Extrarenal prorenin in plasma requires an activator of renal origin.
Plasma prorenin may be of renal or extrarenal origin, and its conversion to renin may be catalyzed by renal or extrarenal enzymes. We tested the effect of bilateral nephrectomy and sham bilateral nephrectomy on plasma renin and prorenin in dogs, using low (3 mg/ml) and high (5 mg/ml) concentrations of trypsin to activate the prorenin. In the nephrectomized dogs, active plasma renin quickly disappeared, whereas plasma prorenin (inactive renin) increased by up to 300% during the first 24 hours after surgery, suggesting that it was released rapidly from a major extrarenal source but not converted to renin in the absence of the kidneys. In the sham surgery (control) group, plasma renin activity increased by up to 400% in the first 24 hours but returned almost to baseline by 48 hours, whereas prorenin remained at the preoperative value or fell below it. The quantity of prorenin varied greatly between the groups according to the time after surgery and the different concentrations of trypsin used. In the nephrectomy group, low and high trypsin levels resulted in similar prorenin values during the first 3 hours, but later on, the high trypsin level resulted in about twice as much prorenin. In the control group, high trypsin levels generally produced lower prorenin values than did low trypsin levels. Since trypsin is believed to interact with endogenous convertase enzymes in converting prorenin, a high requirement for it after bilateral nephrectomy suggests that removal of the kidneys causes a deficiency of such convertases. Conversely, the low requirement for trypsin after the stress of sham surgery suggests enhanced plasma convertase activity in the presence of the kidneys.(ABSTRACT TRUNCATED AT 250 WORDS)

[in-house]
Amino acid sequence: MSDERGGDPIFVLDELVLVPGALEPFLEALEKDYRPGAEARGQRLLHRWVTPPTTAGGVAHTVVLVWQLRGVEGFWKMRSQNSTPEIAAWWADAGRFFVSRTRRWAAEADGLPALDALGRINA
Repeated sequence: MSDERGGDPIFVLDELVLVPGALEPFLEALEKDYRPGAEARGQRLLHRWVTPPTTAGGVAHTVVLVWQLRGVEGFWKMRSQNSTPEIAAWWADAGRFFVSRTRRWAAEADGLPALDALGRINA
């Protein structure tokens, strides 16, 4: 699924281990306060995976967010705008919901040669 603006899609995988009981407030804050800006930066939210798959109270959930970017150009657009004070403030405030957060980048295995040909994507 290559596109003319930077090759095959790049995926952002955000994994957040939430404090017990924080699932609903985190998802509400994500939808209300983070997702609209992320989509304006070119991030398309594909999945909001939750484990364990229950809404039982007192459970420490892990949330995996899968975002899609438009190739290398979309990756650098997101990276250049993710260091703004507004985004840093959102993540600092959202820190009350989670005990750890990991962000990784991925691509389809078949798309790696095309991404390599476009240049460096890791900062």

- Copyright © 1986 by American Heart Association